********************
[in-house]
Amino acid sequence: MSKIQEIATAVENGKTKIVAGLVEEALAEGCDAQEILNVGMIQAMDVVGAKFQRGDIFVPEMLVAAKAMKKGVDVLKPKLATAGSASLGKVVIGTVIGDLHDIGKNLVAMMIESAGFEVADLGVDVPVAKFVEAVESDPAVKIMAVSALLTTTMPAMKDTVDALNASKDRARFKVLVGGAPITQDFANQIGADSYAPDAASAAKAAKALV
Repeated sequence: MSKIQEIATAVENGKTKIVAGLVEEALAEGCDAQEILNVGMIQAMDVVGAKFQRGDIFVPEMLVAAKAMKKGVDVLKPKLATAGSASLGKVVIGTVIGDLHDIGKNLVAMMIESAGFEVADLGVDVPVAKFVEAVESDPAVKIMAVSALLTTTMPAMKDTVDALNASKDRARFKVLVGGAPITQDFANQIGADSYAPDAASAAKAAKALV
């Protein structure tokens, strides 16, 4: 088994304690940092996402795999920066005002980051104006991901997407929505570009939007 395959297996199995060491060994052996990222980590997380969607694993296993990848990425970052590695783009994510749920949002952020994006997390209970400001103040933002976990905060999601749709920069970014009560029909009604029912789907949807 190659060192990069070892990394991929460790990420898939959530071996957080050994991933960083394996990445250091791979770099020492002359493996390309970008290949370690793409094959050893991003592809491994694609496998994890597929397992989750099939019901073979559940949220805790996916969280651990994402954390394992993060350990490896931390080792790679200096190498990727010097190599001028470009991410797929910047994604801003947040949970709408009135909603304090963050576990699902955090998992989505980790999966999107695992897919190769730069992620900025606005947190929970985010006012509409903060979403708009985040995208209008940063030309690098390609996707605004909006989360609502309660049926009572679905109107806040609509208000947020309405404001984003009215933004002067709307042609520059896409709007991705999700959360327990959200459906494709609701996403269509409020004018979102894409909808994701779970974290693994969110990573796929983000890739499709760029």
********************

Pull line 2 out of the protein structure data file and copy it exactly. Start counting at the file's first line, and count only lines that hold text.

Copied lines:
Amino acid sequence: MSKIQEIATAVENGKTKIVAGLVEEALAEGCDAQEILNVGMIQAMDVVGAKFQRGDIFVPEMLVAAKAMKKGVDVLKPKLATAGSASLGKVVIGTVIGDLHDIGKNLVAMMIESAGFEVADLGVDVPVAKFVEAVESDPAVKIMAVSALLTTTMPAMKDTVDALNASKDRARFKVLVGGAPITQDFANQIGADSYAPDAASAAKAAKALV